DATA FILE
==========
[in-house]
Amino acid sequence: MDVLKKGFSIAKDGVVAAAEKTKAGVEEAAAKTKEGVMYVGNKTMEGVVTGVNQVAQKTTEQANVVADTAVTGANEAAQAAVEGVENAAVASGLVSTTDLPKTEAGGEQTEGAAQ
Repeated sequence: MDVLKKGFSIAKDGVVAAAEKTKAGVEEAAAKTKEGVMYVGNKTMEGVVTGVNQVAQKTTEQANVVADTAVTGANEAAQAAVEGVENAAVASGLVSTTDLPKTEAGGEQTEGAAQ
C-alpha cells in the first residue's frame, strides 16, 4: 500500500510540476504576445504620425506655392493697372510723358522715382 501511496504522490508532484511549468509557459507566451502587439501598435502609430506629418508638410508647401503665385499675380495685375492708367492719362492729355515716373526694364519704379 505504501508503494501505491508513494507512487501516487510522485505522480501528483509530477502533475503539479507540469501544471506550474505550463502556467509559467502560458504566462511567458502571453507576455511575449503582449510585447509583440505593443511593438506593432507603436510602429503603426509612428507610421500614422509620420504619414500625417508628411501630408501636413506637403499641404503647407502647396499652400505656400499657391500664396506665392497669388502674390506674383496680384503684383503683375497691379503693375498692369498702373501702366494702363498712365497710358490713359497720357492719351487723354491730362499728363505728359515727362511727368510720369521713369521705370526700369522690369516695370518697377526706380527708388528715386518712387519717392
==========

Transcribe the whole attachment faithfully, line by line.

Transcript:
[in-house]
Amino acid sequence: MDVLKKGFSIAKDGVVAAAEKTKAGVEEAAAKTKEGVMYVGNKTMEGVVTGVNQVAQKTTEQANVVADTAVTGANEAAQAAVEGVENAAVASGLVSTTDLPKTEAGGEQTEGAAQ
Repeated sequence: MDVLKKGFSIAKDGVVAAAEKTKAGVEEAAAKTKEGVMYVGNKTMEGVVTGVNQVAQKTTEQANVVADTAVTGANEAAQAAVEGVENAAVASGLVSTTDLPKTEAGGEQTEGAAQ
C-alpha cells in the first residue's frame, strides 16, 4: 500500500510540476504576445504620425506655392493697372510723358522715382 501511496504522490508532484511549468509557459507566451502587439501598435502609430506629418508638410508647401503665385499675380495685375492708367492719362492729355515716373526694364519704379 505504501508503494501505491508513494507512487501516487510522485505522480501528483509530477502533475503539479507540469501544471506550474505550463502556467509559467502560458504566462511567458502571453507576455511575449503582449510585447509583440505593443511593438506593432507603436510602429503603426509612428507610421500614422509620420504619414500625417508628411501630408501636413506637403499641404503647407502647396499652400505656400499657391500664396506665392497669388502674390506674383496680384503684383503683375497691379503693375498692369498702373501702366494702363498712365497710358490713359497720357492719351487723354491730362499728363505728359515727362511727368510720369521713369521705370526700369522690369516695370518697377526706380527708388528715386518712387519717392